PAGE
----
Graphical Path Method, Papers

In this paper, presented at the 2010 PMI Global Congress Conference, PMA Consultants’s Dr. Gui Ponce de Leon weighs the advantages and disadvantages between CPM and GPM’s use as an analytical tool in Forensic Schedule Analysis to demonstrate how GPM solves the CPM forensic void.


The critical path method (CPM) is widely used as a project management tool. Basic to CPM is for the planner to draw a project network first, and then to use CPM software to calculate activity dates and total floats, establish the project completion date and locate the critical path. Alas, all is not well in CPM utopia! The moment the planner takes control of activity dates by using constraint dates or resource leveling, total float is reduced (some would say sequestered); and once actual dates are introduced in a CPM network, the analyst loses total floats and the critical path can no longer be calculated left of the data date. The ability to schedule an activity later than its early dates without sacrificing total float, and to determine total floats and the critical path for the as-built portion of a schedule (left of the data date), is solved by the graphical path method (GPM). This paper describes the float aspects of GPM, while emphasizing the concept of GPM forensic total float and its role in retrospective schedule analysis, whether in updating or forensic scheduling. A compendium of CPM and GPM float concepts is provided for historical context.

The CPM Alternative

CPM was developed in the late 1950s as a prospective method for planning and scheduling complex projects [Kelley & Walker, 1959]. In CPM, planning states which activities must occur and in which logical order for the project to complete, and ends with a network diagram of all activities in logical sequence without dates. With activities’ elapsed times and the network logic, CPM scheduling first calculates early start and finish times for all activities. In conventional CPM, using the project completion as the late finish of the last activity, late finish and start times for all activities are then calculated. If the time from early start to late finish available to any activity exceeds its elapsed time, it has positive total float and is a floater; if not, the activity has total float of zero and is deemed critical.

When late time calculations are limited by the project completion date, a floater may be delayed within its total float range without delaying completion of the project. CPM’s emphasis on late times is thus essential to timely project completion; however, it is typical of CPM to continue to focus on the earliest possible activity starting times, thereby relinquishing the ability to interpret float as also measuring available schedule gain, not just delay.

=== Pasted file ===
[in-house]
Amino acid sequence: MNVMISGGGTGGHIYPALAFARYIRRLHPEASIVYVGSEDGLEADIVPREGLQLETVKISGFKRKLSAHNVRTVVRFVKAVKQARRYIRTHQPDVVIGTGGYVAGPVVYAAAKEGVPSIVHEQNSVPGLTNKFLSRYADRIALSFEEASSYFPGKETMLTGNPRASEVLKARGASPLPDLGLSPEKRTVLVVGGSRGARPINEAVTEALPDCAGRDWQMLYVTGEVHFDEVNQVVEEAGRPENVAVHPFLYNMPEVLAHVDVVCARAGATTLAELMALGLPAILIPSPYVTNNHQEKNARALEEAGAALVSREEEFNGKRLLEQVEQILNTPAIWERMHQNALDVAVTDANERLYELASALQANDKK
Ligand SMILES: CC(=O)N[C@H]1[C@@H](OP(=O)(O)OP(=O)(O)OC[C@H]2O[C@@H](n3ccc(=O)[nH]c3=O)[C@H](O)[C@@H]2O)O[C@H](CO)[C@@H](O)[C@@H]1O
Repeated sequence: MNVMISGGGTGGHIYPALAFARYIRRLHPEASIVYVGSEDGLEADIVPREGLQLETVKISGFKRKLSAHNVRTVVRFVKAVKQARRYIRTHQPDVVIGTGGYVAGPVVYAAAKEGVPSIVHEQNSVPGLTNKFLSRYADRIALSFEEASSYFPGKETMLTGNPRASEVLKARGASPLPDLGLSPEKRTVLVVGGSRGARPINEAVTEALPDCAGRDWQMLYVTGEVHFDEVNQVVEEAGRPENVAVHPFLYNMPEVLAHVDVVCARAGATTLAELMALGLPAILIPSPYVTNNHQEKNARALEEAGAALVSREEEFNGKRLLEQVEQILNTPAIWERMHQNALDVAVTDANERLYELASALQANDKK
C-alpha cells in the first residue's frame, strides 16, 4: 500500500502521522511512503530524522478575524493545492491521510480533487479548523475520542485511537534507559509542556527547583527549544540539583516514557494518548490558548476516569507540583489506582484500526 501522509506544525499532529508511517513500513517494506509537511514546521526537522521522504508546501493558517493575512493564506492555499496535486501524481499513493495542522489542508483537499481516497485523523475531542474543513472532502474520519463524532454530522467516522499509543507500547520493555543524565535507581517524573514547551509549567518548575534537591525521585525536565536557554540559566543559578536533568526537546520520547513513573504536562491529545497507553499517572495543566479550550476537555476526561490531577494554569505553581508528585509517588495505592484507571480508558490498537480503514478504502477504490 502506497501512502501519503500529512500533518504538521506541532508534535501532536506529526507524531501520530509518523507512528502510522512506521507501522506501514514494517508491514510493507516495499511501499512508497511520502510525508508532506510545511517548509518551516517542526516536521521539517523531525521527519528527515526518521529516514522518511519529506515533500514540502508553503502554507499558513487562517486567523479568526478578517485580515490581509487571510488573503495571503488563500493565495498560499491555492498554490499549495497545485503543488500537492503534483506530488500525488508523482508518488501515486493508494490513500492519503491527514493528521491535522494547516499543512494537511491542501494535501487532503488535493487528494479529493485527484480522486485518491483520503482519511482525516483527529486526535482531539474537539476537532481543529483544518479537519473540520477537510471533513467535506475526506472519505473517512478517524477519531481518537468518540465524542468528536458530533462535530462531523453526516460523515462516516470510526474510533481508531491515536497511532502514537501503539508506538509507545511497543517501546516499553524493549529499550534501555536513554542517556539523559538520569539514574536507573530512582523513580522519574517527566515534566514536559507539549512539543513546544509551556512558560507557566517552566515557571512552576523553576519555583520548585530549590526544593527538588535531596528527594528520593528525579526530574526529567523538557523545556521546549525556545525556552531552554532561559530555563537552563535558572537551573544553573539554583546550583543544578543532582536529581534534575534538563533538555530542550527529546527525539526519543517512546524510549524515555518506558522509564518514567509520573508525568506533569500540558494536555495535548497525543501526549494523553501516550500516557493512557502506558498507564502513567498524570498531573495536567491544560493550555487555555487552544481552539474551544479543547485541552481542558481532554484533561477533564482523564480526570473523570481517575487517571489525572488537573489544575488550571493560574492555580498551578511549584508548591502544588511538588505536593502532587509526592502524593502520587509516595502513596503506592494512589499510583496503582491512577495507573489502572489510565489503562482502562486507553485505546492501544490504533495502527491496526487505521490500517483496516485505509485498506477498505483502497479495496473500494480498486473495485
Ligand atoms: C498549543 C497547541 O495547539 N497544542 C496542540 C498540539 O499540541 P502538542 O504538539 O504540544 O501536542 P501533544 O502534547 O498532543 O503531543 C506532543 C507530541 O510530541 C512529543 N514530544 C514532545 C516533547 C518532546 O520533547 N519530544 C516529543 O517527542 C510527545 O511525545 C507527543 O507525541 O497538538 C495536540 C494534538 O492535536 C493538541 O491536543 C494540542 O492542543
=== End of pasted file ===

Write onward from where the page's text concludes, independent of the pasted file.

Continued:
The CPM Workaround

Once actual dates are introduced in the scheduling process, the CPM algorithms cease to function for the portion of the network left of the data date. CPM calculations go inactive to the past of the data date for two reasons: 1) total floats can no longer be calculated using the CPM equation of late finish date (actual finish) less early finish date (also actual finish); and 2) even if total float, in the conventional CPM sense, could be inferred by observation, corrections would have to be made as, for any completed activity, actual dates may not have occurred on the earliest possible dates, a necessary condition for CPM to correctly calculate activity as-built total floats.

With CPM unable to calculate total floats in the past, the critical path cannot be located for the statused portion of a schedule, or for the as-built schedule. Analysts work around this CPM forensic void by pushing the data date out of the way. To deploy CPM calculations, analysts using a baseline [AACE, 2009, p 17], hold the data date at the project start or at the start of the period being evaluated. Statusing is limited to making the durations of activities experiencing progress match actual or would-be remaining durations and to actualizing logic, and excludes introducing actual dates.

Authored By:

Dr. Gui Ponce de Leon, PE, PMP, LEED AP

Originally Published as Part of the PMICOS 2010 Conference

Related News